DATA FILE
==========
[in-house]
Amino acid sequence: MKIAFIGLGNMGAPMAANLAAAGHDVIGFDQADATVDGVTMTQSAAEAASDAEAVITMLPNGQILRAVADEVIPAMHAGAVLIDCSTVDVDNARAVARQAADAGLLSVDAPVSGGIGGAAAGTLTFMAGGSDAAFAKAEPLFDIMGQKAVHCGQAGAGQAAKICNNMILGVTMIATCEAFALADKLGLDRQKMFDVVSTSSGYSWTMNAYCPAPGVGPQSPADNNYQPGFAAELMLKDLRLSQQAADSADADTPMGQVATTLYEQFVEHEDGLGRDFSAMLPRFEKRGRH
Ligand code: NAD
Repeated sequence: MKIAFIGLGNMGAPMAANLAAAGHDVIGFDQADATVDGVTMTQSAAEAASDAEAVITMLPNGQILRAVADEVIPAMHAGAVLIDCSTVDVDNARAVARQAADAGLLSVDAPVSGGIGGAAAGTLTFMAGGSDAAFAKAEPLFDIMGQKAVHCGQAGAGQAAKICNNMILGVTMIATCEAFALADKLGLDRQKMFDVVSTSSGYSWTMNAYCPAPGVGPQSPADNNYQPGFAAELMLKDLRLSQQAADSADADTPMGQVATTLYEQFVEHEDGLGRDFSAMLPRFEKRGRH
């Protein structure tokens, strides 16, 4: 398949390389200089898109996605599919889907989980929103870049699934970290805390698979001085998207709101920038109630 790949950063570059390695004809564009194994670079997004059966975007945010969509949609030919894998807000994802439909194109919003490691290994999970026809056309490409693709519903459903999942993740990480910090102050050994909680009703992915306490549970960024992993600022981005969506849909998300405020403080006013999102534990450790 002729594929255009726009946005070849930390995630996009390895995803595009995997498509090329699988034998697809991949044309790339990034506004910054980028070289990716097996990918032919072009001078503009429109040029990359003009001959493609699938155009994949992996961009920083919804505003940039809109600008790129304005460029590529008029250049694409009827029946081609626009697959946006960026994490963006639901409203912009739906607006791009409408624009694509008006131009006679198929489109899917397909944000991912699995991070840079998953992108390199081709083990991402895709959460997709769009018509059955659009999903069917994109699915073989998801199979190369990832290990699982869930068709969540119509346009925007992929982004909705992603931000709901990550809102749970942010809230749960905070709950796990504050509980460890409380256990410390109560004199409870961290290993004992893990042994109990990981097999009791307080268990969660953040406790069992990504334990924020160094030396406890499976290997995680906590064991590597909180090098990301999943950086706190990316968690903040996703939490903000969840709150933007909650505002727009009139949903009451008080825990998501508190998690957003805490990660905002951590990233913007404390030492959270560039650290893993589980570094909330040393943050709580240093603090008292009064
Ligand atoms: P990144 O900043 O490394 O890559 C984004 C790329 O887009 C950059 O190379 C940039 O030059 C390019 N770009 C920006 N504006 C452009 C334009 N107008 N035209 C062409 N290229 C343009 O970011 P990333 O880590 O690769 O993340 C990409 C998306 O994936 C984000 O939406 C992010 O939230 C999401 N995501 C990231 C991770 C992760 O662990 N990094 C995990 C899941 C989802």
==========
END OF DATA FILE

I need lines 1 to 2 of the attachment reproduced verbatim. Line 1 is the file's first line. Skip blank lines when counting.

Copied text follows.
[in-house]
Amino acid sequence: MKIAFIGLGNMGAPMAANLAAAGHDVIGFDQADATVDGVTMTQSAAEAASDAEAVITMLPNGQILRAVADEVIPAMHAGAVLIDCSTVDVDNARAVARQAADAGLLSVDAPVSGGIGGAAAGTLTFMAGGSDAAFAKAEPLFDIMGQKAVHCGQAGAGQAAKICNNMILGVTMIATCEAFALADKLGLDRQKMFDVVSTSSGYSWTMNAYCPAPGVGPQSPADNNYQPGFAAELMLKDLRLSQQAADSADADTPMGQVATTLYEQFVEHEDGLGRDFSAMLPRFEKRGRH